WATCH LIVE: Scientists have revealed the first-ever image of a black hole


Michael Staines
Michael Staines

13.50 10 Apr 2019


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Scientists have revealed the first ever direct-image of a black hole.

The event, live-streamed from six major press conferences around the world, is the result of the work of the Event Horizon Telescope (EHT) project.

The EHT combines the power of almost a dozen different observatories around the world to scan the area around the super-massive black hole at the centre of our Milky Way Galaxy.

The results of the scan were announced at 2pm Irish time and you can watch it all here.

The images are not pictures in the traditional sense – but composite images created using data from observatories in Chile, Hawaii, Arizona, the South Pole and other locations around the world.

Super-massive black hole The first ever image of a Super-massive black hole as revealed by the Event Horizon Telescope (EHT) project

Super-massive black hole

Black holes by their very nature are impossible to see with the human eye because they are so dense that light cannot escape from them.

Instead, we were treated to images of the silhouette outline of the hole, made up of super bright, gases that heat up to billions of degrees as they swirl around the hole.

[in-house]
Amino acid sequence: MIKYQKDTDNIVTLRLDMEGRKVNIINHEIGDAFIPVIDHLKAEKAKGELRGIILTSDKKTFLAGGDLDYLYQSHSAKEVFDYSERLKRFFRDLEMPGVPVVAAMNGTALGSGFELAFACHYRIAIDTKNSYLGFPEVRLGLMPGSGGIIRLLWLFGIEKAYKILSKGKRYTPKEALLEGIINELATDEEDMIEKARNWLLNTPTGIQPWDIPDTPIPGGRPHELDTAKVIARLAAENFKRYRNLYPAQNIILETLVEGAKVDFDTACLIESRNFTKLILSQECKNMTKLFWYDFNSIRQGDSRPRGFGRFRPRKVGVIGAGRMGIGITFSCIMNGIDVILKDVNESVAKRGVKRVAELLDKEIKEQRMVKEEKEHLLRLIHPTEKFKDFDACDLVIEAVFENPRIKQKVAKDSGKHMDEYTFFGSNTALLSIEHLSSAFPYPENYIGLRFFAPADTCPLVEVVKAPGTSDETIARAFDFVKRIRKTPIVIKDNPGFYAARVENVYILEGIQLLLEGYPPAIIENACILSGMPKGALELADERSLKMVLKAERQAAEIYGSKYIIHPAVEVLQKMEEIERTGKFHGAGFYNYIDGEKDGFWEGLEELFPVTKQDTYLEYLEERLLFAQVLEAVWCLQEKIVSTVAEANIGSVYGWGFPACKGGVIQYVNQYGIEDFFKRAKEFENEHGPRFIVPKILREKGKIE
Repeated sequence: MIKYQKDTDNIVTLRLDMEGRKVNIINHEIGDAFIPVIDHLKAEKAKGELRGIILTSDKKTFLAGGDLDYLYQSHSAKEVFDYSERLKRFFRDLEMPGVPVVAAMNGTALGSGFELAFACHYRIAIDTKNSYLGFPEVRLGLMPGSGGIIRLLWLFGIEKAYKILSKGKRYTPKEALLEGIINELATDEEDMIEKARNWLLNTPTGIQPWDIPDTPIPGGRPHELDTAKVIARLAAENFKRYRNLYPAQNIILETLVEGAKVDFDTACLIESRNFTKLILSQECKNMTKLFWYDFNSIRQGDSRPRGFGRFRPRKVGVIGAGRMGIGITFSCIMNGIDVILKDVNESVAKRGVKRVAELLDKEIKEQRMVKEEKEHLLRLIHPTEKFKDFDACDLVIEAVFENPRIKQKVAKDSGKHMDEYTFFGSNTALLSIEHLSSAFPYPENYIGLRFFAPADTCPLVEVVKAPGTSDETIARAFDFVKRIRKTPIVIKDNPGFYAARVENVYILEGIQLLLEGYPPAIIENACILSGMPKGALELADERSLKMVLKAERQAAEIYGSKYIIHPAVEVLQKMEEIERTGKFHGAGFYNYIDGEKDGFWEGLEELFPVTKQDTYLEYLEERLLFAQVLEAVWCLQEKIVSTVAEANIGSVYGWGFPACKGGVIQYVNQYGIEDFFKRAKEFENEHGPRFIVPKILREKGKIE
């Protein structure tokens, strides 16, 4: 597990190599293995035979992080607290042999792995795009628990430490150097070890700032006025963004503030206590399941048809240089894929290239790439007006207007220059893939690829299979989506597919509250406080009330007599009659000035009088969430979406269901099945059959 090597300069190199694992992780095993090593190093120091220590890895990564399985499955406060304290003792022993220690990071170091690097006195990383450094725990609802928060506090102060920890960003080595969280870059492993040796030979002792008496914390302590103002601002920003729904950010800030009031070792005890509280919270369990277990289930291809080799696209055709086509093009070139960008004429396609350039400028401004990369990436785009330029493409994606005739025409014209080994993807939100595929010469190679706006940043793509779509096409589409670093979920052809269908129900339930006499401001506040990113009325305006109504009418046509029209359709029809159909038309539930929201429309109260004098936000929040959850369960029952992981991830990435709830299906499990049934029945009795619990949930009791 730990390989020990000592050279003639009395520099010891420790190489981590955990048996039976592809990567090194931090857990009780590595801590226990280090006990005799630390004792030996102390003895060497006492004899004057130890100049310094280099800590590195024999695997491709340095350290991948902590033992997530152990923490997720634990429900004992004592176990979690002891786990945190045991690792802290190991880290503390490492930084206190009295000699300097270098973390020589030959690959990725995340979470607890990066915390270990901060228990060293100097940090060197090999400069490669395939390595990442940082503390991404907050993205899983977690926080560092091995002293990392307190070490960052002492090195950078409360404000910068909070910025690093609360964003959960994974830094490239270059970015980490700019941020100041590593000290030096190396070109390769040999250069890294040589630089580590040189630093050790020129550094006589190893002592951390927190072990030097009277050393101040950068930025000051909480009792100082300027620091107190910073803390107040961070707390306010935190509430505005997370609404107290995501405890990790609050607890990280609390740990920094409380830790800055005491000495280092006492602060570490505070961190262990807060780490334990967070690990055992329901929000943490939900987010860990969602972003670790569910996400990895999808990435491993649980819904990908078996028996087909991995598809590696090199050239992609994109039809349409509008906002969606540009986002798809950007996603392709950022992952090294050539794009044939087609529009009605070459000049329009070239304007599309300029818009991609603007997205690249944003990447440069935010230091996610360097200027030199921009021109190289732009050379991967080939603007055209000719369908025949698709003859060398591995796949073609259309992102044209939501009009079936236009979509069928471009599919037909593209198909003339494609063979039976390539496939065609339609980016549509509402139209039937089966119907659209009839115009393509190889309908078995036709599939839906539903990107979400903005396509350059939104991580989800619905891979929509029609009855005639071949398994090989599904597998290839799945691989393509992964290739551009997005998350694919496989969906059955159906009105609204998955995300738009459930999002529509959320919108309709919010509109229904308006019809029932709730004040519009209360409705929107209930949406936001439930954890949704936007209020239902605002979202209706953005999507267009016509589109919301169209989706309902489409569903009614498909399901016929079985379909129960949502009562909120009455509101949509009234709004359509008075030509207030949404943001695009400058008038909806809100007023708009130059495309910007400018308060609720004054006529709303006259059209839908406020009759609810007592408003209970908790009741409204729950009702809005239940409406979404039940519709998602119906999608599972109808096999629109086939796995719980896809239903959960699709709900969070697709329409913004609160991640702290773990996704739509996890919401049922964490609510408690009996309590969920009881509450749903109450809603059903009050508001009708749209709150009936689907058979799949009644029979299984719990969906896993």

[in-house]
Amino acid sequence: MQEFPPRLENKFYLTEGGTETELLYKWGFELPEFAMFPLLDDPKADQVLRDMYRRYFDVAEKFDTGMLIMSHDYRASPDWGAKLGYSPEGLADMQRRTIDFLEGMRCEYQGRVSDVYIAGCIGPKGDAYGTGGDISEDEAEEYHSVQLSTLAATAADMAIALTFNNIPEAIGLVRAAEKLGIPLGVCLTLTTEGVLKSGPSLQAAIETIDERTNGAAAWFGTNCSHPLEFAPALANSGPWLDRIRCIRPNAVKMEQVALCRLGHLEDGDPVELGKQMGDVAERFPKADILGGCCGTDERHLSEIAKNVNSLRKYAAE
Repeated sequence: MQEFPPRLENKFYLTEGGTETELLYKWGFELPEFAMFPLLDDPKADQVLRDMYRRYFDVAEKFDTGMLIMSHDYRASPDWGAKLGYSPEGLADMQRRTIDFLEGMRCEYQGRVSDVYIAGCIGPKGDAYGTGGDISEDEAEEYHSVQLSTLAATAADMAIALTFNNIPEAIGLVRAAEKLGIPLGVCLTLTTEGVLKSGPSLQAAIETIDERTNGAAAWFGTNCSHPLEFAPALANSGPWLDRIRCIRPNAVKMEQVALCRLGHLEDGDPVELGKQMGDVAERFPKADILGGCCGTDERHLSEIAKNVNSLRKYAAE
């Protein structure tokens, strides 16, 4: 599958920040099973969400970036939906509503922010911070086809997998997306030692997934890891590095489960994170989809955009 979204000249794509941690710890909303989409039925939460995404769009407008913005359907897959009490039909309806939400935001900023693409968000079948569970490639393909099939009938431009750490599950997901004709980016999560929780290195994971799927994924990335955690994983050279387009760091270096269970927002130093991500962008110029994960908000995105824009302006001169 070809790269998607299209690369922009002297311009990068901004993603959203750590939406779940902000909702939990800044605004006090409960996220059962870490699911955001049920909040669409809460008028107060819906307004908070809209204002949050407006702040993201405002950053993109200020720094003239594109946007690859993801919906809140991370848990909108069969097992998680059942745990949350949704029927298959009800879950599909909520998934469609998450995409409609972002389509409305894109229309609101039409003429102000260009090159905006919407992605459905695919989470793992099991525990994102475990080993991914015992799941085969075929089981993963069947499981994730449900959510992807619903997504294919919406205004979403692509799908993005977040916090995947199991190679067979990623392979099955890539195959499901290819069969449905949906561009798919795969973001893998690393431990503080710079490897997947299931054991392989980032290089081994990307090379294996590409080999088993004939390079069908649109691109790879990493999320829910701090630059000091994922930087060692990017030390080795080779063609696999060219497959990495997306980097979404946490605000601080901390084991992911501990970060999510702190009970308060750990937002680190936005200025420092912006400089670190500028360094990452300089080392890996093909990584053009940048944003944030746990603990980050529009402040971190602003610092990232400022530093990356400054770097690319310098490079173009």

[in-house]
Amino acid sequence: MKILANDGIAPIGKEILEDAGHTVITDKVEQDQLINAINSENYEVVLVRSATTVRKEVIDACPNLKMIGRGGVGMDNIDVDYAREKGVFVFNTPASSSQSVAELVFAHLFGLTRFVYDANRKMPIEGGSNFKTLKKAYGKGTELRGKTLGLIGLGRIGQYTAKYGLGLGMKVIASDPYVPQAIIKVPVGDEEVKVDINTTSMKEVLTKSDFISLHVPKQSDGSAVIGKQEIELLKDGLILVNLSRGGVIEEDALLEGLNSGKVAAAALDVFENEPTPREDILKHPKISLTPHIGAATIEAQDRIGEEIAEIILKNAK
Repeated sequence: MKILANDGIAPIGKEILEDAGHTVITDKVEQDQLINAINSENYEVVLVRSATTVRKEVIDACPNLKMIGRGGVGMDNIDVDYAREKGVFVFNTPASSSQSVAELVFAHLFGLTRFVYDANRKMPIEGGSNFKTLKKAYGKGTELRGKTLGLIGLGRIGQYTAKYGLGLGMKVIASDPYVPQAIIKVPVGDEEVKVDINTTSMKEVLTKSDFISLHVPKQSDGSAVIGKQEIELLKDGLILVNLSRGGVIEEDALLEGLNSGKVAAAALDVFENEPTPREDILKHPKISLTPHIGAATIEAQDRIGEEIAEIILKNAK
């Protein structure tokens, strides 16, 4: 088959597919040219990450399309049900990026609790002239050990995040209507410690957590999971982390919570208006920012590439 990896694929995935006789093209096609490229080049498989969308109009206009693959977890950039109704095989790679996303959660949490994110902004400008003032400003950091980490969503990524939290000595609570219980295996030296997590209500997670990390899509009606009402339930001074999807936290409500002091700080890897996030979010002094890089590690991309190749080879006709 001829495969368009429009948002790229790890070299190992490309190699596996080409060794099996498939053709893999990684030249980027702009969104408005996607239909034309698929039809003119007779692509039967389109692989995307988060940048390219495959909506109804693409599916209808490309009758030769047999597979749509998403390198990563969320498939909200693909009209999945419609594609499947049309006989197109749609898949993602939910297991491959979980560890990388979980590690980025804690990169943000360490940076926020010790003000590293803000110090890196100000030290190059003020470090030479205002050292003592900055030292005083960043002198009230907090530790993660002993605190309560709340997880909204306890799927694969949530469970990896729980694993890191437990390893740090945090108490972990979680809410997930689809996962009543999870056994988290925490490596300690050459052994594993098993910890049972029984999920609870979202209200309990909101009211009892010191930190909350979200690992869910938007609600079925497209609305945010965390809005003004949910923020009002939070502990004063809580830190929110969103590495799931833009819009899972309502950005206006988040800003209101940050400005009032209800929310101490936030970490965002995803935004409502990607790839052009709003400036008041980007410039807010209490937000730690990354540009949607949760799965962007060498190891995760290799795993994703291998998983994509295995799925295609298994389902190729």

This is known as the event horizon, the point at the edge of a black hole from which, mathematically, no matter can escape.

Although the EHT scientists have released no details of exactly what they are planning to reveal, it is likely that the findings will shed new light on the nature of black holes and how they are formed.

NASA Black Hole Snowy sunrise at the Atacama Large Millimeter/submillimeter Array (ALMA) in Chile. image: NAOJ/NRAO/ESO.

Milky Way

The project observed two black holes during one week in April 2017 - Sagittarius A, the super-massive black hole at the centre of the Milky Way and M87, believed to be located in the centre of another galaxy known as Messier 87.

Sagittarius A is thought to be around 30 times larger than the sun and four million times more massive.

With a width of around 22 million km, it would stretch almost halfway to mercury if it was superimposed on our solar system.

The second black hole, while even further away, is some 1,500 times larger than the Milky Way version and was scanned as a fall-back should the first one fail to bear fruit.

It was this black hole that scientists revealed today.

All eight antennas of the Submillimeter Array Hawaii, USA. Image: Nimesh Patel.

What will it look like?

While it remains to be seen what the black hole looks like – the images are expected to show the hole’s shadow alongside its accompanying disk of bright material.

Because of the intense gravity near a black hole, the disk’s light is likely to be warped around the event horizon in a ring.

The image is likely to look asymmetrical – as gravity will bend the light from the inner part of the disk towards earth more strongly than the outer part- making one side appear brighter in a lopsided ring.


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